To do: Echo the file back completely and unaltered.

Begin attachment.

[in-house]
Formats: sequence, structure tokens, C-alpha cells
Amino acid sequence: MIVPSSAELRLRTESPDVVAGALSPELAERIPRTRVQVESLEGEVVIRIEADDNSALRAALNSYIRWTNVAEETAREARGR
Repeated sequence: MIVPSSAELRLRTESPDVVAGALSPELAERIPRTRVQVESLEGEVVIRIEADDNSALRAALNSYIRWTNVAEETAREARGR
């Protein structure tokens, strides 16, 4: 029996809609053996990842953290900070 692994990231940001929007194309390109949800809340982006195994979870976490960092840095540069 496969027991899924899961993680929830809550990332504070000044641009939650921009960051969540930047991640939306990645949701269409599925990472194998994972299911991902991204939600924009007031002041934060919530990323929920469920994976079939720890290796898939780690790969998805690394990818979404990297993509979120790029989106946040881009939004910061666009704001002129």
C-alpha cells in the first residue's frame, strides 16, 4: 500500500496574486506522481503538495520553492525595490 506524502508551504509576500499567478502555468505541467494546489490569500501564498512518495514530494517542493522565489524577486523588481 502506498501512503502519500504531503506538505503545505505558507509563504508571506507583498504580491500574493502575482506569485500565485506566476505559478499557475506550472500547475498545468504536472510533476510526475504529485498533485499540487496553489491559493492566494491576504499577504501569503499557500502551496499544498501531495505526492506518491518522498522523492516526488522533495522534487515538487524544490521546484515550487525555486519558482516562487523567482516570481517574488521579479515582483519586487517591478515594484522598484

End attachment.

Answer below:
[in-house]
Formats: sequence, structure tokens, C-alpha cells
Amino acid sequence: MIVPSSAELRLRTESPDVVAGALSPELAERIPRTRVQVESLEGEVVIRIEADDNSALRAALNSYIRWTNVAEETAREARGR
Repeated sequence: MIVPSSAELRLRTESPDVVAGALSPELAERIPRTRVQVESLEGEVVIRIEADDNSALRAALNSYIRWTNVAEETAREARGR
């Protein structure tokens, strides 16, 4: 029996809609053996990842953290900070 692994990231940001929007194309390109949800809340982006195994979870976490960092840095540069 496969027991899924899961993680929830809550990332504070000044641009939650921009960051969540930047991640939306990645949701269409599925990472194998994972299911991902991204939600924009007031002041934060919530990323929920469920994976079939720890290796898939780690790969998805690394990818979404990297993509979120790029989106946040881009939004910061666009704001002129």
C-alpha cells in the first residue's frame, strides 16, 4: 500500500496574486506522481503538495520553492525595490 506524502508551504509576500499567478502555468505541467494546489490569500501564498512518495514530494517542493522565489524577486523588481 502506498501512503502519500504531503506538505503545505505558507509563504508571506507583498504580491500574493502575482506569485500565485506566476505559478499557475506550472500547475498545468504536472510533476510526475504529485498533485499540487496553489491559493492566494491576504499577504501569503499557500502551496499544498501531495505526492506518491518522498522523492516526488522533495522534487515538487524544490521546484515550487525555486519558482516562487523567482516570481517574488521579479515582483519586487517591478515594484522598484